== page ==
Taxanes - Nice Guidelines and Rsk Of Long Term Hair Loss



I was just looking through the Nice Guidelines on early breast cancer and note that some have been revised.  I see there is more specific advice to discuss with patients the benefits and risks of taxane treatments (like Paclitaxel,  Docetaxel,Taxotere etc) beforehand.


Amongst other things, it now states (to advise) that:


“some people have long term hair loss after treatment with taxanes”.


I am glad that there is some recognition of this at last,  especially out of respect to the people that this has happened to.  I had taxane treatment and knew about this risk beforehand.  However when I queried it with Oncologist,  he said that he was not aware of this happening.  I also went to a session on hairloss at Maggie’s, and the presenters tried to make out I had got this wrong!  Such ignorance was only two years ago. I hope Organisations adapt their information if not already. 


Knowing this beforehand did not stop me from having tax treatment.    It may be harsh, and can possibly deplete your neutrophylls to a dangerous level.  But it can also do the job very well and was a good choice of action. However,  at least I was making a fully informed choice.   I also tried to reduce the hair risk by using cold cap and protecting the hair follicles to some degree even though I had had a buzz cut.  


Getting my hair fully back was important to me - I have enough reminders of BC all over my body - don’t need lack of head hair as well. .  Mind you,  I got it back and then started Anastrazole  and just kept my fingers crossed that it was not going to deplete with that…Been on it just over a year and it’s good for now ?


Regards,  Chick ? X



Thank you Chick, that is very interesting.


At my first session with the Medical Oncologist after my wounds had healed, I was seen first by his registrar, who tried to push me into having chemo. I had already been told by the consultant surgeon that radiotherapy, hormone therapy and bisphosphonate therapy were all ‘mandatory’, but that I was in the ‘borderline group of women’ who might or might not benefit from chemo, some of whom are being over-treated. I explained this to the registrar who informed me stoutly: ‘He’s a surgeon. We’re oncologists and are the experts.’ Eh hm. The ‘He’ here was the Principal Consultant Breast Surgeon and was quoting from my MDT meeting, but never mind.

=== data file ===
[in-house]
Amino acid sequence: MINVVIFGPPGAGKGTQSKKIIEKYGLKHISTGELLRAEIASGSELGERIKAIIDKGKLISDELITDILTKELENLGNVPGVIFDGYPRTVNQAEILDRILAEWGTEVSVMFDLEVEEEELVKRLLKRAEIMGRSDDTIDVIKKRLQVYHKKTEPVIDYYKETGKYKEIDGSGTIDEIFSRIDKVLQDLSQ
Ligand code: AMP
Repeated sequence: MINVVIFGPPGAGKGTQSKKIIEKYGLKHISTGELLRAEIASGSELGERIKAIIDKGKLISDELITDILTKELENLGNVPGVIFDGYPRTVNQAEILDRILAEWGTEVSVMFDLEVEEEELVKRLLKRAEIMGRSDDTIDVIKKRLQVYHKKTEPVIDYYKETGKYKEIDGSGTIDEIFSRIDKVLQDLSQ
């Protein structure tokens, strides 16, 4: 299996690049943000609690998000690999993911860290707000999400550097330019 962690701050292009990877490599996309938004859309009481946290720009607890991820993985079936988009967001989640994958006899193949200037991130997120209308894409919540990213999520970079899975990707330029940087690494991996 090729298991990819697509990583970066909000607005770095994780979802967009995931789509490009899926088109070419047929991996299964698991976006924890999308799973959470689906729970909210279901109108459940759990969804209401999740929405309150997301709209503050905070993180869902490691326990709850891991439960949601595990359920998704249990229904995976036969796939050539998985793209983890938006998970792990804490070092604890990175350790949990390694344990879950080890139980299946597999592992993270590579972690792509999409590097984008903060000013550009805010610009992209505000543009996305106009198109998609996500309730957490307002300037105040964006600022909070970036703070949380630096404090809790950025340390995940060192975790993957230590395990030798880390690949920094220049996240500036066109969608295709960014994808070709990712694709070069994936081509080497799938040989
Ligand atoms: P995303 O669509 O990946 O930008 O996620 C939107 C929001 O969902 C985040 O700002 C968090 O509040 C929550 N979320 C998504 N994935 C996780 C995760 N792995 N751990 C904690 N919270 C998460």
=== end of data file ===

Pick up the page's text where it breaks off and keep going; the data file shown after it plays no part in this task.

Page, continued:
After a testing time with the registrar (whom I suspect was very new to that level), the Consultant MO came in. I explained my reservations about chemo, especially re my medical history, and indicated I had taken information from only reputable sites: the NHS, Breast Cancer Care, Cancer Resarch UK and Macmillan. He agreed those are the ones they recommend.


I asked the CMO if I was correct in thinking that chemo can cause long term effects. After a thoughtful pause, he said, ‘Yes. It can prompt leukaemia, heart problems, damage to your immune system and your hair might not grow back.’ He then remained silent and did not attempt to suggest that those problems are rare. He was sympathetic to my reasons for turning it down, and observed I was making an informed decision.


I am not wanting to put others off from having chemo. Some patients undoubtedly benefit from it. Even so, as you say Chic, it is important for the patient to make an informed decision and to know what they could be in for. The CMO I refer to is a very honest man with a very high reputation in research.


You might find this paper interesting. (I referred to it in a post on a different thread.)


Aromatase inhibitor-induced arthralgia: a review

 by Dr. P Niravath, Medicine Department, Lester and Sue Smith Breast Center, Baylor College of Medicine, Houston, USA

Published by Oxford University Press on behalf of the European Society for Medical Oncology


This review focuses on the arthralgia related to aromatase inhibitor (AI) therapy, as this is an extremely common problem among breast cancer patients which negatively impacts on day-to-day well-being.


Arthralgia is referred to as Aromatase Inhibitor-induced Arthralgia (AIA).




Risk Factors and Associations

 Many factors have been shown to be associated with higher risk of developing AIA, though the underlying mechanism is still not understood.


Factors that have been associated with higher incidence of AIA include prior hormone replacement therapy [8, 35] and previous chemotherapy before beginning an AI [35]. A **history of having specifically received a taxane was associated with a higher rate of AIA, with 62% of such women developing this problem when compared with 37% who had never received chemotherapy [**6].


Regards to everyone on this stony path.